How is the Water Treated so I can Drink It?
Clean, safe water is vital for everyday life. Water is essential for health, hygiene and the productivity of our community.
Depending on how your potable (treated) water has been sourced Potable (treated) and non potable water (untreated) the water treatment process varies.
Moree Plains Shire Council utilises a multiple barrier approach to ensure that drinking water is safe and aesthetically pleasing. The strength of this approach is that should there be a failure of one barrier, it may be compensated by effective operation of the remaining barriers. This minimises the likelihood of contaminants passing through the treatment system and subsequently causing harm to customers.
The water treatment process may vary depending on the technology of the plant and the water it needs to process, but the basic principles are largely the same. This section describes standard water treatment processes at Mungindi and Boggabilla.
Coagulation / Flocculation
During coagulation, liquid aluminium sulfate (alum) and/or polymer are added to untreated (raw) water. When mixed with the water, this causes the tiny particles of dirt in the water to stick together or coagulate. Next, groups of dirt particles stick together to form larger, heavier particles called flocs which are easier to remove by settling or filtration.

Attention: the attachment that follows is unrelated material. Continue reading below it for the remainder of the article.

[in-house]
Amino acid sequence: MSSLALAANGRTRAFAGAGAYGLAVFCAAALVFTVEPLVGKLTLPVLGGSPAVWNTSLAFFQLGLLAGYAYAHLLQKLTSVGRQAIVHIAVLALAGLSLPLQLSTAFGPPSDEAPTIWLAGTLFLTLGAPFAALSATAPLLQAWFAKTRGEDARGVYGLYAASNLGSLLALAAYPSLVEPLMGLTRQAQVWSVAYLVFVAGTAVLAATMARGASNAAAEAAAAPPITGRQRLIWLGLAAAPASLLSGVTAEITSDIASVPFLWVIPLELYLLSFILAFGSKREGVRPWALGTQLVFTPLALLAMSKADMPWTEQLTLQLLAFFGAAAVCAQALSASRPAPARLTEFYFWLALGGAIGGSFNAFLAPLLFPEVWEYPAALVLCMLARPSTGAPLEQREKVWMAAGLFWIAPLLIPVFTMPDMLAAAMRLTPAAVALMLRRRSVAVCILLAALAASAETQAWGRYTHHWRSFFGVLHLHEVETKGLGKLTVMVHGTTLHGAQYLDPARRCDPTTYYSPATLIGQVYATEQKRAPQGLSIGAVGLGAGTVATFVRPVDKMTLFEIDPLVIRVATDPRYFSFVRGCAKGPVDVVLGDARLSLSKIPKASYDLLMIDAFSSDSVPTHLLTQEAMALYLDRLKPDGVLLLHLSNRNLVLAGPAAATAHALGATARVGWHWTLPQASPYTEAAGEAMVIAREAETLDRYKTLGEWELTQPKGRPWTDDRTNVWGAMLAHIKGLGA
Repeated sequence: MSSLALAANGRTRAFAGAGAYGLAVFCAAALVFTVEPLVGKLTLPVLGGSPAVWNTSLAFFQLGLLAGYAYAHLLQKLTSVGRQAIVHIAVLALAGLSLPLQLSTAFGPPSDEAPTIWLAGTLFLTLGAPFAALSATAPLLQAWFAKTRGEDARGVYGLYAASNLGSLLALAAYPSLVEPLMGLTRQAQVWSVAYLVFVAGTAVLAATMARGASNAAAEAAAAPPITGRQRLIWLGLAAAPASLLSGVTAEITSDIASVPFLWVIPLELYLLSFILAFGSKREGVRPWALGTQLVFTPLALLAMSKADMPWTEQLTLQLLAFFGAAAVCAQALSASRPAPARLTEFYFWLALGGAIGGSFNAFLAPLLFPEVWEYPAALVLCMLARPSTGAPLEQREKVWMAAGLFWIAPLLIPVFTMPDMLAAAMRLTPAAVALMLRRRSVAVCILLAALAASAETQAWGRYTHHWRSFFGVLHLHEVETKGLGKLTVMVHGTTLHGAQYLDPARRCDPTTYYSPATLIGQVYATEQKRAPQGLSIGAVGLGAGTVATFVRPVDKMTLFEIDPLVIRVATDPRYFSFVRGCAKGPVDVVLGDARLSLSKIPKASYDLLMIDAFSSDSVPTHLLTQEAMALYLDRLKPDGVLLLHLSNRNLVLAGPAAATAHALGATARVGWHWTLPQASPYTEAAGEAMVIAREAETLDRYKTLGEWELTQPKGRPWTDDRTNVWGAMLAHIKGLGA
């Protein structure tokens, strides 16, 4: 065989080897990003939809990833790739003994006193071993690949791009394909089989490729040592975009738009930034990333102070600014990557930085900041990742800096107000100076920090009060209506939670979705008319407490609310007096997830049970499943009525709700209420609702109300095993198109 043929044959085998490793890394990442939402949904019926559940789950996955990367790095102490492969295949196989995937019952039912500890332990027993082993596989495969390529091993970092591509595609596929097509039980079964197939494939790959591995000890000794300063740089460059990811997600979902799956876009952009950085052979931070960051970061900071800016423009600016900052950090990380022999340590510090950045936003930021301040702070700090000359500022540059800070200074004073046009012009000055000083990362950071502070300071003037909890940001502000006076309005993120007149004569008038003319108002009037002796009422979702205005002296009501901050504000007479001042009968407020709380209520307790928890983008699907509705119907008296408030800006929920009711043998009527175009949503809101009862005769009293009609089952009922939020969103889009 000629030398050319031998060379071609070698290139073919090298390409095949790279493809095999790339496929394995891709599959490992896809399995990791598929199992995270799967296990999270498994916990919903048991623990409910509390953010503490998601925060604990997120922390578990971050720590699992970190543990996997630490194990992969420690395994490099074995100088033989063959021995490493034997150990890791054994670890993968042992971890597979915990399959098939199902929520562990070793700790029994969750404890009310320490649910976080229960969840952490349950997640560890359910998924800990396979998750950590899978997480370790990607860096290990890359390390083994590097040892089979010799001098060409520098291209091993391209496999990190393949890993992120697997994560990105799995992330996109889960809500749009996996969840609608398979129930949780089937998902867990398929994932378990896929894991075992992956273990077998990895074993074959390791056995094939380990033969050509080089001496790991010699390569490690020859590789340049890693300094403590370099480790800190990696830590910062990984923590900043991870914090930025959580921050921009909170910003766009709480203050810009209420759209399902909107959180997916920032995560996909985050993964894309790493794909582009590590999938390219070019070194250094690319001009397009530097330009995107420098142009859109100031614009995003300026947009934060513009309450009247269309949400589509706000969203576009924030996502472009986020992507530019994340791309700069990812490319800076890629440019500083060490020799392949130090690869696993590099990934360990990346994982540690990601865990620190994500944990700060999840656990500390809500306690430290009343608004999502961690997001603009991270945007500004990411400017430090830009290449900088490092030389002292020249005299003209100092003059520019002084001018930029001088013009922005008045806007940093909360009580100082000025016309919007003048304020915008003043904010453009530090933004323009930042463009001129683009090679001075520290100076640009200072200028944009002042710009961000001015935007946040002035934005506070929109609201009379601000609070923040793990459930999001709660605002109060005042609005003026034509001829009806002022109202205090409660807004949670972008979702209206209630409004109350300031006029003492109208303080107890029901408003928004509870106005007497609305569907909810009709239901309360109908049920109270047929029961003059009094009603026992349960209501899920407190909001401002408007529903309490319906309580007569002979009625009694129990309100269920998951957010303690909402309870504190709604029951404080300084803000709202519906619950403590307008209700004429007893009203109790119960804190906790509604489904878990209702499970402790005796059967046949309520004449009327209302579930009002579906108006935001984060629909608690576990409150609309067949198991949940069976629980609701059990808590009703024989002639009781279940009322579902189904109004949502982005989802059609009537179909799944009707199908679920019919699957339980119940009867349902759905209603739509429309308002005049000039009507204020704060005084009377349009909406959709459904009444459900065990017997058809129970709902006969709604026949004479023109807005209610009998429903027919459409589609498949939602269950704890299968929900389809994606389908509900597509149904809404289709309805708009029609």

As the water and the floc particles progress through the treatment process, they move into sedimentation basins where the water moves slowly, causing the heavy floc particles to settle to the bottom. Floc which collects on the bottom of the basin is called sludge, and is piped to drying lagoons. In Direct Filtration, the sedimentation step is not included, and the floc is removed by filtration only.
Water flows through a filter designed to remove particles in the water. The filters are made of layers of sand and gravel, and in some cases, crushed anthracite. Filtration collects the suspended impurities in water and enhances the effectiveness of disinfection. The filters are routinely cleaned by backwashing.
Disinfection – Moree, Mungindi, Pallamallawa and Boggabilla
Water is disinfected before it enters the distribution system to ensure that any disease-causing bacteria, viruses, and parasites are destroyed. Chlorine is used because it is a very effective disinfectant, and residual concentrations can be maintained to guard against possible biological contamination in the water distribution system..
Water fluoridation is the treatment of community water supplies for the purpose of adjusting the concentration of the free fluoride ion to the optimum level sufficient to reduce dental cavities.